Anyone got s time machine?

Discussion in 'Odds & Ends' started by Fandango, May 24, 2010.

  1. Fandango

    Fandango Rookie

    Jun 17, 2009
    Hi Guys, I know most of you all hyped up by all the French Open craze, but I've had something on my chest that I just needed to get off.

    I'm about to turn 19 and I've been really caught up on stuff like work, class, tennis, studying, searching for scholarships, and the occasional break of video games. When this semester ended, my whole schedule was open. I had relaxed for 4 straight weeks-nothing but staying up late watching Its always sunny in philadelphia, playing video games, pick-up basketball games, and just internet surfing until it dawned on me that life was empty.

    I've always had my career set on becoming a scientist. But with 19th birthday approaching I feel ridiculously old. I always wanted to try to learn guitar. But when I read about all the guitarists I looked up to:Kurt Cobain, Jimi Hendrix, and Ryan Ross, Drake Bell (watched a lot of Drake and Josh growing up); they all started playing significantly younger than me.

    I have to admit, its particularly discouraging. I just feel old and I want to start but the fact that Im already this old makes me feel bad about even starting. I even went for it when I was 16 but I had the same feelings.

    Any advice?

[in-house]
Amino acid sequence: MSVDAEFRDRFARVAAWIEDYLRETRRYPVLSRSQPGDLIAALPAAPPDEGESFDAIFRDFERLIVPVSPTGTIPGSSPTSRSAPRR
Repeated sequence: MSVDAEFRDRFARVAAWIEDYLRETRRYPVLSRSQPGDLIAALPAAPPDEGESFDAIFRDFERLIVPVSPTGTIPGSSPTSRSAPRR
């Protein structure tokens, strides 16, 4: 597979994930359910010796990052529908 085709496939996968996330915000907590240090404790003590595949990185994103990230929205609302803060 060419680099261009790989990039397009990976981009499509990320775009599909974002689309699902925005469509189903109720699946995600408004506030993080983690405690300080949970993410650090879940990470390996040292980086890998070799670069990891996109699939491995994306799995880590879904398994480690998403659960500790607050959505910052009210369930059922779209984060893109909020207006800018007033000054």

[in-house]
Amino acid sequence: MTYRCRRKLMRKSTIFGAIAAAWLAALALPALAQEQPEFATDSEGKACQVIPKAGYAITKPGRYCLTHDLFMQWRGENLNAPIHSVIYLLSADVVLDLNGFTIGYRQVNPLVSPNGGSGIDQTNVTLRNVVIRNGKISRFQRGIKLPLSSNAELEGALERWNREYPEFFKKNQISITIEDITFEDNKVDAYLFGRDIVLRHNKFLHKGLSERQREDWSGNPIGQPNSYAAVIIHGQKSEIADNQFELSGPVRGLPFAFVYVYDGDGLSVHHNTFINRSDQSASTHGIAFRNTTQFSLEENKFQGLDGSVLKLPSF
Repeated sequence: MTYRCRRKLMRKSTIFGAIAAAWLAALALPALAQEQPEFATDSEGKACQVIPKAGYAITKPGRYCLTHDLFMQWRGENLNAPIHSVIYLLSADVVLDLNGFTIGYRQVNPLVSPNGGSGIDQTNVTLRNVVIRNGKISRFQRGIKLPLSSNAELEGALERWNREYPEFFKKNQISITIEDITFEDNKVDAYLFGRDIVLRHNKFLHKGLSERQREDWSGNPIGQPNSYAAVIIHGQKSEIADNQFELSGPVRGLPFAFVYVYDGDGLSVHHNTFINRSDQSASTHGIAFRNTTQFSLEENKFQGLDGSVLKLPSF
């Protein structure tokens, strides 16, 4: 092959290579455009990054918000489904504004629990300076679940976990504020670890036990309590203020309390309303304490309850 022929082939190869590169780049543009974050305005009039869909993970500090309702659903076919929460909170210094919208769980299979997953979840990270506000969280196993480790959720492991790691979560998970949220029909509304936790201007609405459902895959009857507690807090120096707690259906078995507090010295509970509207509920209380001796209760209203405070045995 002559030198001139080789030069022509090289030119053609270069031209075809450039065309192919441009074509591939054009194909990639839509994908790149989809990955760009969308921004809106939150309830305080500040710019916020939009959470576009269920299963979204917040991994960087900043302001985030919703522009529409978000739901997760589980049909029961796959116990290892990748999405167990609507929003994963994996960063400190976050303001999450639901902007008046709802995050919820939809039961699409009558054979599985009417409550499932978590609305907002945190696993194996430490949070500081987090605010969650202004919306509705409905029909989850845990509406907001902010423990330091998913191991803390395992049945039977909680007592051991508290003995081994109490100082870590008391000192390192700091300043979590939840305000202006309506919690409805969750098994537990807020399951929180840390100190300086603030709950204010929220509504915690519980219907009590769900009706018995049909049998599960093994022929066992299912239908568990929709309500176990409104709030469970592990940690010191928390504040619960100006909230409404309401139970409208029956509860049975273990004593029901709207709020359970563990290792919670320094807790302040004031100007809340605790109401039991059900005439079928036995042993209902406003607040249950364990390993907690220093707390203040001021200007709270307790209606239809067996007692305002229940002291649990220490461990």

2. Gaab

    Gaab Rookie

    Mar 13, 2010
    Already feeling old at 19? If you want to learn to play guitar, you have two choices: either you keep thinking that it's too late, and forget it, or you think that age doesn't matter, you want to play guitar, so you're gonna try so as not to regret it afterwards.

    It's never too late to try new things when you feel like it. I am 24, and began to play the piano two years ago—at 22 years old, while many begin way before they are ten. I won't turn into a Yundi Li, but this does not prevent me from enjoying what I'm doing.
  3. David_Is_Right

    David_Is_Right Semi-Pro

    Jun 28, 2008
    Leicester, UK
    I started at 12 so I've been playing for 15 years now. However, that doesn't mean that most of those were high-quality practice years. I practiced a lot until I was 21 or so, then tailed off. I practice less frequently now and my practice isn't well-focussed. However, I practice enough to keep my hand in and learn enough things to keep my ear trained.

    The moral of this boring story is that a few years of high-quality learning and practice is better than fooling-about for a lifetime, so don't get too hung up on who's played for longer.
  4. albino smurf

    albino smurf Professional

    Mar 7, 2008
    In a cloud of yellow fuzz
    regret is a waste of time. figure out what you want to do and start now.
  5. chollyred

    chollyred Rookie

    Aug 21, 2009
    Loganville, Ga.
    After playing drums most of my life, I started learning to play guitar in my early 40s. I know I'll never be good enough to entertain anyone but myself, but I have learned enough to enjoy jamming with some friends occasionally.

    About 5 years ago, I loaned my next door neighbor's kid one of my acoustic guitars. He kept it for 3-4 months and returned it. I figured he'd lost interest. Heck no! This weekend they had a graduation party for him. At the same time, he also held a classical guitar recital. He learned more in the last 5 years than I'll ever learn. You get out what you put in. A little talent and a ton of practice and there's no limit. Only be forewarned. It's addictive. It's becomes a lifestyle.
  6. jswinf

    jswinf Professional

    Sep 30, 2009
    Go for it already. Remember, half the guitarists you mentioned died young so you can make it up on the other end.

Share This Page